VR is still alive and kicking, but it feels like it’ll be a while until we see something like Alyx again.

Strange to say, but the final feeling that Levitation leaves me with is sadness. While there's undoubtedly more to come, it was the last major Alyx mod on the horizon, with the promising Alyx Bond - Runway being quietly canceled after an excellent demo release. Valve's post-release support for the game has been shockingly weak, seemingly only remembering to add basic mod tagging features in a patch two years after release. Until this year, it was a struggle to sift new maps and levels from texture-packs, models and assets. A limited mod SDK has also made adding new weapons, NPCs and UI elements an uphill struggle.

(Image credit: Valve)

Half-Life Alyx was a clear, exciting vision for AAA VR gaming that now feels largely forgotten by its creators and left to its dwindling, under-supported fanbase to support. VR is still alive and kicking, but it feels like it'll be a while until we see something like Alyx again, and it's hard to shake the feeling that without Valve's intervention, there's only so much its community can do to keep it alive. Great as my time with it was, Levitation left me with some far-from-uplifting vibes.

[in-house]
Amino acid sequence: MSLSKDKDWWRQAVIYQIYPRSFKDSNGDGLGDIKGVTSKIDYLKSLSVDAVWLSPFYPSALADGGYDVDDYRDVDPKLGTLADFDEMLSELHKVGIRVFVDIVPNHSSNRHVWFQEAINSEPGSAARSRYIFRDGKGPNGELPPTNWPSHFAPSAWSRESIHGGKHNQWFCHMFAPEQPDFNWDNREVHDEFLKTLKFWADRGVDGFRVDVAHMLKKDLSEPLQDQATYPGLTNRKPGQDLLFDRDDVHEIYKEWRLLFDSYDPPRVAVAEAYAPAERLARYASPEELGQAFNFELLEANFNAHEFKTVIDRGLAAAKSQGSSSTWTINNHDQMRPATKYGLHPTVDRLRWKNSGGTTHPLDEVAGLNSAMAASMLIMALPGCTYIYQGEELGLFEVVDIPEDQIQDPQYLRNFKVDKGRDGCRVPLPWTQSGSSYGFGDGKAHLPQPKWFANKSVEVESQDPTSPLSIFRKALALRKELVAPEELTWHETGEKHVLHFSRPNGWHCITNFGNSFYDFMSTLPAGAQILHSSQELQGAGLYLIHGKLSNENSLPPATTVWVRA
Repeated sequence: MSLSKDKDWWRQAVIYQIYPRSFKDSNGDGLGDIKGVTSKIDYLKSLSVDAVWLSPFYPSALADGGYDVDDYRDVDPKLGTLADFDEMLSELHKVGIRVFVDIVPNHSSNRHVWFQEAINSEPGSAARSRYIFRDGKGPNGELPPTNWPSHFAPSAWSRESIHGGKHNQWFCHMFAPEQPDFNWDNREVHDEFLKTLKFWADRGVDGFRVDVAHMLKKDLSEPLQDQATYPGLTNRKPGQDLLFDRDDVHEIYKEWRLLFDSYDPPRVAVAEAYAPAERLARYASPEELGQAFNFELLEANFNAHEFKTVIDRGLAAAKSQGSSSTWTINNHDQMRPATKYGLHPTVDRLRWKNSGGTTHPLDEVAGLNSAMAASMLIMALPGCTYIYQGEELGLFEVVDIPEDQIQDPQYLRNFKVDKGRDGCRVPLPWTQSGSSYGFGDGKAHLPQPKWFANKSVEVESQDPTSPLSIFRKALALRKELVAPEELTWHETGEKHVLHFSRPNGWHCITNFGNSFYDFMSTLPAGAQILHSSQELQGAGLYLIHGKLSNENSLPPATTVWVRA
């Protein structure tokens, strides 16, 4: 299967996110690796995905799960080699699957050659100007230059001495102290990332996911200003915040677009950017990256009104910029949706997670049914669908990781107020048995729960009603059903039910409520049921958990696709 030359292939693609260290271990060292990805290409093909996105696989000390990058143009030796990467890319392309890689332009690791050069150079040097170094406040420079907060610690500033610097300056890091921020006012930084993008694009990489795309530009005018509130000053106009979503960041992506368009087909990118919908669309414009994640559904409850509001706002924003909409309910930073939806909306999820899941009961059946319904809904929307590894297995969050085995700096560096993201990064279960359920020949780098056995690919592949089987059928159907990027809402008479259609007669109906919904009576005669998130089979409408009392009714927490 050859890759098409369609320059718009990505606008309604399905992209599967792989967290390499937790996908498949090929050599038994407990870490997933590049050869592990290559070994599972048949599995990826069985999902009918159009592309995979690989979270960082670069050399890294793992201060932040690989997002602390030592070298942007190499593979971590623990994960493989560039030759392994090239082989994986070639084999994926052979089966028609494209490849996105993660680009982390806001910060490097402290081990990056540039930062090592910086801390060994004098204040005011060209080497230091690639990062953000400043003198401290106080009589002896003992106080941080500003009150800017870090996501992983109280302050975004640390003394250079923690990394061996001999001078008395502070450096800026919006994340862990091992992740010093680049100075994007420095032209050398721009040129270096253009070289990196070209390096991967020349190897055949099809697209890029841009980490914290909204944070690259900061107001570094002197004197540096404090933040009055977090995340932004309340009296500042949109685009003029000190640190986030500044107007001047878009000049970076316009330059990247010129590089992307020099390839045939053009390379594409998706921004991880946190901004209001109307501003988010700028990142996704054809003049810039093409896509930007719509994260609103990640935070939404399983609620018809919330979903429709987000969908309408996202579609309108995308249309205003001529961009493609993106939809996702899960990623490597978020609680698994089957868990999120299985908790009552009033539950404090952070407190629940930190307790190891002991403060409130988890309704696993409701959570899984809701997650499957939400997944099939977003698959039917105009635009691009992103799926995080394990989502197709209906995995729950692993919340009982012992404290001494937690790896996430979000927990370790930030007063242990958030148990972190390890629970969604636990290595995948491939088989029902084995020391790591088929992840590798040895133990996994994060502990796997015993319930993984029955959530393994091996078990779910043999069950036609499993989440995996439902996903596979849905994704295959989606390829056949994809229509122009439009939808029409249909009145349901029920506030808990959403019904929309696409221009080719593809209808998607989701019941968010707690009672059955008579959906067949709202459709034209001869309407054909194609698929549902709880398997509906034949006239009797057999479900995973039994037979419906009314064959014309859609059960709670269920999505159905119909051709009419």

Addendum: At the time of writing, Levitation suffers from a gnarly bug that can disable AI if you die and reload a save during certain levels. This has been an issue with several Alyx mods, and prolific mapper CementStairs uploaded a small fix-mod for the issue. Download and activate it, plus this perennial mod compatibility tweak alongside Levitation. Make sure you've got both activated before you start playing.

Dominic Tarason

The product of a wasted youth, wasted prime and getting into wasted middle age, Dominic Tarason is a freelance writer, occasional indie PR guy and professional techno-hermit seen in many strange corners of the internet and seldom in reality. Based deep in the Welsh hinterlands where no food delivery dares to go, videogames provide a gritty, realistic escape from the idyllic views and fresh country air. If you're looking for something new and potentially very weird to play, feel free to poke him on Twitter. He's almost sociable, most of the time.